Tuesday, 27 April 2010

I’m back!

It’s been some time since I’ve updated, but that’s because I’ve been busy working on Crackdown 2. It’s been a whirlwind project with little to no time to really look around and take in the scenery. This month marks my final month working on the project and I have to say I’m quite pleased with the result.

Crackdown 2I find it amazing how quickly the game has come together in these last few weeks – it now looks and plays like a finished game. There’s obviously a lot to do for the rest of the team (read: programmers) but as far as I’m concerned, my work is done. Time to move onto something new…

…which I can’t talk about right now, but the future is all very exciting. As is the past. I’ve recently been working through a rather large backlog of games spanning various platforms, one of those games was Metal Gear Solid.

It’s a game that needs very little introduction, Metal Gear Solid was released in 1998 to critical acclaim - though I personally didn’t play it until 2000 when I finally realised what I was missing.Metal Gear Solid I had missed out on one of the most cinematic experiences of the decade - an experience that still stands up today; from it’s excellent voice acting, rich characters, it’s deep and engaging story to it’s ground breaking graphics and convincing environments.

The game had it all and offered an unprecedented level of interactivity for a console game, sometimes even breaking the fourth wall. Moments such as placing the controller on the table for the mind reading boss, Psycho Mantis to manipulate the controller using the dual shock’s force feedback, and having to check the back of the CD case for a code required to progress the story - though the latter was possibly an attempt to foil piracy. Metal Gear Solid There are too many moments to list where Konami broke the mould, my personal favourite being the first time I played around with the genome soldiers – placing my back to a wall just around the corner from said unsuspecting guard, rapping my knuckles on the wall to get his attention, and then sneaking around behind him as he cautiously investigates my knock. Awesome.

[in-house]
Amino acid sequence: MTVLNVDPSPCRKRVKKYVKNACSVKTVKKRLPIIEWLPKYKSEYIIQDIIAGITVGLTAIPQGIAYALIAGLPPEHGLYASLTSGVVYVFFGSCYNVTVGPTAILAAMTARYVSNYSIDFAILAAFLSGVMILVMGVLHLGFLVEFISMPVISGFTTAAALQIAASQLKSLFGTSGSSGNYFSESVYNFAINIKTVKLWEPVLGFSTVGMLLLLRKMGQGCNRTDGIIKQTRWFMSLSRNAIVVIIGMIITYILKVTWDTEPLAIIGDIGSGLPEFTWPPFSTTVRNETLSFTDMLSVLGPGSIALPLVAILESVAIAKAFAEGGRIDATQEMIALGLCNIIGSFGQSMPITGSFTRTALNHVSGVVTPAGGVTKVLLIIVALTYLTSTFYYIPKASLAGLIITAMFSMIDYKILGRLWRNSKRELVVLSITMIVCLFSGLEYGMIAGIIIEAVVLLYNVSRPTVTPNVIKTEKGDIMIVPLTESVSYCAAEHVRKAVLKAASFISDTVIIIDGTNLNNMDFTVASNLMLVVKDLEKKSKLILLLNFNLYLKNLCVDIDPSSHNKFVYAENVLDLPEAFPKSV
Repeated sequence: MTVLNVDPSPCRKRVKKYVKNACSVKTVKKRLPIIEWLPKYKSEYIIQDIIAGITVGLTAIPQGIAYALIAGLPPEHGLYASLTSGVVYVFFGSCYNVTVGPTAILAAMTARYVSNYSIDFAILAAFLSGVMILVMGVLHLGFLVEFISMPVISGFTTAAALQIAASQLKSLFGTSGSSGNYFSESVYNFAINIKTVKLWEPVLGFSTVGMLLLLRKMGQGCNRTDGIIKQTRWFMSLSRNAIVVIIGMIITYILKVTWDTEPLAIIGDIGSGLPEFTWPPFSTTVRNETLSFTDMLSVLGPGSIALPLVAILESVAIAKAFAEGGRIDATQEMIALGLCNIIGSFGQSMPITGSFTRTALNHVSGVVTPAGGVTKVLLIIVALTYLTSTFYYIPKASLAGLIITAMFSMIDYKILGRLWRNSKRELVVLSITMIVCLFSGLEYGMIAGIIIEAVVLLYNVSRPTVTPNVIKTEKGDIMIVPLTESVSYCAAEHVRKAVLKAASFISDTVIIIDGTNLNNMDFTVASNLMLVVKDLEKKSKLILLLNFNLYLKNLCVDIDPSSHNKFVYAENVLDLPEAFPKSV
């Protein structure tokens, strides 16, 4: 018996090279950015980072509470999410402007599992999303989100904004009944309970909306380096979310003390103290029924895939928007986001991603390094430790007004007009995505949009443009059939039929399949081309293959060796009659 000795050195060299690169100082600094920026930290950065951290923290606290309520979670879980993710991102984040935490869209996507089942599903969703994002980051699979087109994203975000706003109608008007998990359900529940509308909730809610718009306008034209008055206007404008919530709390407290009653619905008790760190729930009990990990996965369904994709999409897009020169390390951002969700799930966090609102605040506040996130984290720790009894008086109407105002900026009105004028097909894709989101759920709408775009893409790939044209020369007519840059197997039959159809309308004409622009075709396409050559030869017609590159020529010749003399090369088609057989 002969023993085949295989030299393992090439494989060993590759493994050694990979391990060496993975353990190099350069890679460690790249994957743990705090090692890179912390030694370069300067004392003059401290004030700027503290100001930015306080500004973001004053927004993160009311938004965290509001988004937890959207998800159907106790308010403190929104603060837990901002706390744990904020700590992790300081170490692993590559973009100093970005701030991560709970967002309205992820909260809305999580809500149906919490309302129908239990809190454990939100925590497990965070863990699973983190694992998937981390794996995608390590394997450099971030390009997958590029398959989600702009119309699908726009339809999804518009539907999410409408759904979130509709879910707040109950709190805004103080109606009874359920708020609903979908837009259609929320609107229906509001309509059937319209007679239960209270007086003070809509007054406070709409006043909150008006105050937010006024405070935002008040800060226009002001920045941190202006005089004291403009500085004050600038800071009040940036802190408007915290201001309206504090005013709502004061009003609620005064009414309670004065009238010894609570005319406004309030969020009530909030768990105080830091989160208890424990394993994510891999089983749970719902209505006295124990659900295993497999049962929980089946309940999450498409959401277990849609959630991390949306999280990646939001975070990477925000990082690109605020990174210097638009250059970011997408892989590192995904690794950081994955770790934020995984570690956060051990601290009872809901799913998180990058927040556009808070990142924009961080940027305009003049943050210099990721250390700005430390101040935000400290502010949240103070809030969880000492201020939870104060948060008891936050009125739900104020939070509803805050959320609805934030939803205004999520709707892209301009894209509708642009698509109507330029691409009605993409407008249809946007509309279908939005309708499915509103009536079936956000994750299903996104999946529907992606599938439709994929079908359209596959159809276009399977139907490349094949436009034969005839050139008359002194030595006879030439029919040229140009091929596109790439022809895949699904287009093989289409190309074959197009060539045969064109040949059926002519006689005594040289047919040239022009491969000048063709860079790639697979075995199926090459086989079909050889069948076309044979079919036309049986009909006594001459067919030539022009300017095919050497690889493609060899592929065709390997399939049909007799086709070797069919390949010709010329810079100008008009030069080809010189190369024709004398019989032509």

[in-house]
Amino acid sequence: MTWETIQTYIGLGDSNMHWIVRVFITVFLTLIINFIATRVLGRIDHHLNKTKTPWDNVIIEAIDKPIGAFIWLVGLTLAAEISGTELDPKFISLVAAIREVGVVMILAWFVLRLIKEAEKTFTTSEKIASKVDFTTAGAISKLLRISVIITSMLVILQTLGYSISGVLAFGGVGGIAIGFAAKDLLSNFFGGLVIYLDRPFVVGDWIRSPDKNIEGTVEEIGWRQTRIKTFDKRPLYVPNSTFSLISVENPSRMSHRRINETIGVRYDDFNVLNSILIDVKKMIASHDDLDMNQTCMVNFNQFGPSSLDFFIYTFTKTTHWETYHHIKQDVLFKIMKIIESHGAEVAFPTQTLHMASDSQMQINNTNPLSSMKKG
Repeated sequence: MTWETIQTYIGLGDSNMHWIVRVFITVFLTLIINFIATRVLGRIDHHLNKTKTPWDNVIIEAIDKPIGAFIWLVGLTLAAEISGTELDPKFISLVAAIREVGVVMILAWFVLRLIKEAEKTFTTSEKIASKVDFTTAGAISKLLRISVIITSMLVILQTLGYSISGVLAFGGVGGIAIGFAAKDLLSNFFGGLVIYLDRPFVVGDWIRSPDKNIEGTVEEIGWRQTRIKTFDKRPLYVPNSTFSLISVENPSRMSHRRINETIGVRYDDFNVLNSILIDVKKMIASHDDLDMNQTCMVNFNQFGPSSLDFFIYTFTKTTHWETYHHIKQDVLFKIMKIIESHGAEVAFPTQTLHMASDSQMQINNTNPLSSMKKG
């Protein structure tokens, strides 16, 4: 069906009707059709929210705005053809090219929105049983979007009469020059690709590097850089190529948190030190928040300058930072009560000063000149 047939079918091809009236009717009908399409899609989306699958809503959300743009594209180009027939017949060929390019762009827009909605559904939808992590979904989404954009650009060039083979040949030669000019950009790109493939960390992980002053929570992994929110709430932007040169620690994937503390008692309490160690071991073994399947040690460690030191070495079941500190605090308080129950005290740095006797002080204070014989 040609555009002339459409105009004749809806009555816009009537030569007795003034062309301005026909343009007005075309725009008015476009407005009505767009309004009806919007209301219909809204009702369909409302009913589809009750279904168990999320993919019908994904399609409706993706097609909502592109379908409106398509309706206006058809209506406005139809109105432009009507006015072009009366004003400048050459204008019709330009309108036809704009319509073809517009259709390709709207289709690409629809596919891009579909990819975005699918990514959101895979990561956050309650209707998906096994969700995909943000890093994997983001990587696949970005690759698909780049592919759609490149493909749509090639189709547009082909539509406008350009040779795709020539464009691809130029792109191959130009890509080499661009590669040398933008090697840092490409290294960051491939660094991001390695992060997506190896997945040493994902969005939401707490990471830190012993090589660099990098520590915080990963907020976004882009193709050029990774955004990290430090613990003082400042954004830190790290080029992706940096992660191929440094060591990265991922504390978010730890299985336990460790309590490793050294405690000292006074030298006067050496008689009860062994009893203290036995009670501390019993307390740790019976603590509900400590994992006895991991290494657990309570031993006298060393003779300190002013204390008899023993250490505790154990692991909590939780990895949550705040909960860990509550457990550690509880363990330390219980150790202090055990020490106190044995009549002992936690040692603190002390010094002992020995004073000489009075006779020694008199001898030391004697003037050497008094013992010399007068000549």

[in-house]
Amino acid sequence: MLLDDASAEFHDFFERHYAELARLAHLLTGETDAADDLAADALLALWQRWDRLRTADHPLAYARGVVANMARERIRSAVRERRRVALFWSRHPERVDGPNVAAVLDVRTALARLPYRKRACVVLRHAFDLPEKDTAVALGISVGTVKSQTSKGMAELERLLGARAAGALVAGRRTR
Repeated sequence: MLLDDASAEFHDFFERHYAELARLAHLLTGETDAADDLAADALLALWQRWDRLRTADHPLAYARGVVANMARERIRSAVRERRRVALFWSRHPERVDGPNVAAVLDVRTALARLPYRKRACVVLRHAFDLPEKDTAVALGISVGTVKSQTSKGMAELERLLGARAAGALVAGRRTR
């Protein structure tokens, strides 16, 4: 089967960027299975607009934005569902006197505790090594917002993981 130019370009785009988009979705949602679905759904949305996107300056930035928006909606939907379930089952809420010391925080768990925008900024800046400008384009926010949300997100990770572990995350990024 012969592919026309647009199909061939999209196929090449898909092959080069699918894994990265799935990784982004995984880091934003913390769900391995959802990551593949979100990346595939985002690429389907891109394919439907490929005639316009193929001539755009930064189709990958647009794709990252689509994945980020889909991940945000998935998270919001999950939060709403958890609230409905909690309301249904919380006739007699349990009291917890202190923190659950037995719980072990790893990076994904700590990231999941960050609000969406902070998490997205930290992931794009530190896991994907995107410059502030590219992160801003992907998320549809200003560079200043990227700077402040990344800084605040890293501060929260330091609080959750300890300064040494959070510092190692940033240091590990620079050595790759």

The only flaw I could find playing it today was regarding the use of the analogue sticks which don’t appear to take into account the sensitivity curves, so any first person action feels clumsy, and although that is a nitpick, it did make one of the final battles more difficult than it needed to be. Saying that, the controls for all other player actions are excellent.

I think I will always go back to MGS when I’m looking for character inspiration or a reminder of how varied the design of a game can be. A reminder that you can change perspective for dramatic effect, you can limit a player’s movement when the situation demands it, and again, you can break the fourth wall whenever you want to ‘play’ with the player.

Also, it’s worth playing to hear Sniper Wolf’s ridiculously sexy voice. Schwing!

Metal Gear Solid is available for download on PSN and is playable on both Playstation 3 and PSP.

Wikipedia Article

I must address some sad news. On July 14th, 2009, my previous employer Midway Studios – Newcastle closed it’s doors as a result of Midway’s continual financial woes. Subsequently this also resulted in the death of it’s project, “Necessary Force”, a game which I had a personal attachment and a great deal of faith in it raising Midway’s reputation. Alas this was not to be.

Not all was lost, as most of the team went on to other development studios. Several designers had already joined Ruffian Games before the collapse, and a large portion of the programming team moved to CCP. Others scattered to Ubisoft, Sega, Sumo Digital, People Can Fly and Ninja Theory. Shortly after the closure some artists banded together and formed Atomhawk Design, a studio specialising in concept art.

I wish everyone involved the best of luck.